Vigilante Vigilante: The Battle for Expression (2011) - Rotten Tomatoes

Vigilante Vigilante: The Battle for Expression (2011)





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Movie Info

Out on the quiet city streets, in the pre-dawn hours, a battle is being waged. For decades, graffiti writers, street artists, and bill-posters have contended with police and city clean up crews. Now they have a new enemy: the obsessive and self-motivated lone vigilante. The story begins with the "Silver Buff" - a mysterious character known only by his marks - who has prolifically painted over graffiti in Berkeley, CA for over 10 years. Silver is his color of choice. From the start, the filmmakers reveal themselves not to be "objective" observers but instead involved operators seeking to unmask and stop the Silver Buff, who they see as hypocritical and destructive. The film broadens to encompass questions of why people are motivated to do graffiti and how it relates to the wider culture, as well as why some may appreciate it while others hate it. -- (C) Open Ranch Productions

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Critic Reviews for Vigilante Vigilante: The Battle for Expression

All Critics (2) | Top Critics (2)

Just 86 minutes long with several profile subjects, the film never lacks context.

Full Review… | August 11, 2011
San Francisco Chronicle
Top Critic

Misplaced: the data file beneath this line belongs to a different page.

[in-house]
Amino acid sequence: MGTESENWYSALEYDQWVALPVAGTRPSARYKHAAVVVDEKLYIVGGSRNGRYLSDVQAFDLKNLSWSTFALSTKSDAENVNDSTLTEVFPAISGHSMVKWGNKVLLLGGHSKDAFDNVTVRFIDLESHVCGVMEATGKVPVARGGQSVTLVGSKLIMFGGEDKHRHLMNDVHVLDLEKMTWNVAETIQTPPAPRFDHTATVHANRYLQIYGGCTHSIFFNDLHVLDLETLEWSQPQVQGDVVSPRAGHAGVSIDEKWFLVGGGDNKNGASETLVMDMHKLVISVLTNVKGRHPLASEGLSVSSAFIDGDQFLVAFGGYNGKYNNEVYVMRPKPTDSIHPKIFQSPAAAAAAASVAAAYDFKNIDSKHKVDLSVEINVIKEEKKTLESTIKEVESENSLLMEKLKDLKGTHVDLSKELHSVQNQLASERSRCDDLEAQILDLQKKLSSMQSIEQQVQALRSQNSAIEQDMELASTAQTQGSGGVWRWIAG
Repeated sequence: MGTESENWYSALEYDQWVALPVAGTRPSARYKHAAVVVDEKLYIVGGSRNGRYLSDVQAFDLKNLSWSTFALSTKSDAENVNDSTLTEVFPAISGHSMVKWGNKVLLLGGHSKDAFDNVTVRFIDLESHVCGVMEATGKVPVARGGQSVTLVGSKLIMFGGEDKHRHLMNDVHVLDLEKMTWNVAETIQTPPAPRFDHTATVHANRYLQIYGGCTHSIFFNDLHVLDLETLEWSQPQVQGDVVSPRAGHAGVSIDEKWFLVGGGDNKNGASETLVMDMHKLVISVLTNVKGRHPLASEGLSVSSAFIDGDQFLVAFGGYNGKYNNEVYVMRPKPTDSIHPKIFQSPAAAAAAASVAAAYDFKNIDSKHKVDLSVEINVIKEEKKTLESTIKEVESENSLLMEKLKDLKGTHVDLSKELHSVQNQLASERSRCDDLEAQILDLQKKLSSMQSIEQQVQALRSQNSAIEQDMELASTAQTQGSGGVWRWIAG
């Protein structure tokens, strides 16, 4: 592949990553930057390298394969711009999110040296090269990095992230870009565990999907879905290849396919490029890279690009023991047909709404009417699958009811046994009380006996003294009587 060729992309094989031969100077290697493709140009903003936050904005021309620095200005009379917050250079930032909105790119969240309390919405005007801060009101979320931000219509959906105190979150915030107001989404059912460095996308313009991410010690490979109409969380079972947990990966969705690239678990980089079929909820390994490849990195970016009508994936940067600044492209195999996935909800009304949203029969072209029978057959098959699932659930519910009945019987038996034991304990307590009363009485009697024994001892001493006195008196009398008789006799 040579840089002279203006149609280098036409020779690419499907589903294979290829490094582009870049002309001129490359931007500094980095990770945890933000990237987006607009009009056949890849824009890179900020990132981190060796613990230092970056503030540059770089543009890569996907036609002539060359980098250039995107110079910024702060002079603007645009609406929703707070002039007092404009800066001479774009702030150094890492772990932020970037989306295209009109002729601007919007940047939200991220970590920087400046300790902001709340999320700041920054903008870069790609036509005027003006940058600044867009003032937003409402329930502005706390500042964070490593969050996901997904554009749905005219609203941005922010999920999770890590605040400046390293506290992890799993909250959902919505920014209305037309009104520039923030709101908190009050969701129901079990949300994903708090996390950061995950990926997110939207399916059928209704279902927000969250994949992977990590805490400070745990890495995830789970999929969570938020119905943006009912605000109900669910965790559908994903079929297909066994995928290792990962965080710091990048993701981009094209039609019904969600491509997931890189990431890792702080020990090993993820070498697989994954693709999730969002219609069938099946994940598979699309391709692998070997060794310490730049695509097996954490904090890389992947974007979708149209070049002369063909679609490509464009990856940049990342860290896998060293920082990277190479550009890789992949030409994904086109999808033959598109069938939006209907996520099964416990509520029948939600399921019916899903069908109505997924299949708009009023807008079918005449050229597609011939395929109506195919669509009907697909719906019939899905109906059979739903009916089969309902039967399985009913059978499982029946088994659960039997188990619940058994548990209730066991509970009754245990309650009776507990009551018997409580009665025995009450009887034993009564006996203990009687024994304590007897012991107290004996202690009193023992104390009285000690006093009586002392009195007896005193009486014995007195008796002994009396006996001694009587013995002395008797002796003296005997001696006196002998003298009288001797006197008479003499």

The outstanding element in the often verite-rough package is Julien de Benedictis' editing, which organizes the potentially unwieldy mix of materials cogently, and with nary a dull moment.

Full Review… | August 9, 2011
Top Critic

Audience Reviews for Vigilante Vigilante: The Battle for Expression


Vigilante Vigilante: The Battle for Expression (2011) B Without focusing on the pieces of art themselves, Vigilante Vigilante manages to be more entertaining than other graffiti documentaries. The film's colorful subjects are three older men in Los Angeles, Berkeley, and New Orleans, who've made it their self-appointed duty to paint over street art. The filmmakers question these vigilant characters (called "buffers") about their personal vendetta to "take back" their neighborhoods. Meanwhile, advertising bombards our visual landscapes, and only art that feeds the capitalist market is condoned by law. Mainstream media typically accentuates graffiti tags over murals or pieces, and exaggerates the link to gang culture. Vigilante Vigilante raises myriad sociological & philosophical questions about the subversive art form and the subversive men who undermine it. Equal time is given to graffiti writers and buffers. But with a clear bias toward the artists, the film paints the buffers as obsessive hypocrites, whom themselves are expressing suppression. Boosted by cogent conversations with academic theologists, journalists, politicians, and veteran street artists, the astute filmmakers turn a potentially unwieldy collection of opinions and footage into a coherent, funny, and extremely thought-provoking discussion. 86 B Acting -- Directing B+ Cinematography C+ Music & Sound B- Story A- In Class With: Bomb It, Piece by Piece, A Day in the Lyfe, and This Film Is Not Yet Rated

Robert Gassaway
Robert Gassaway

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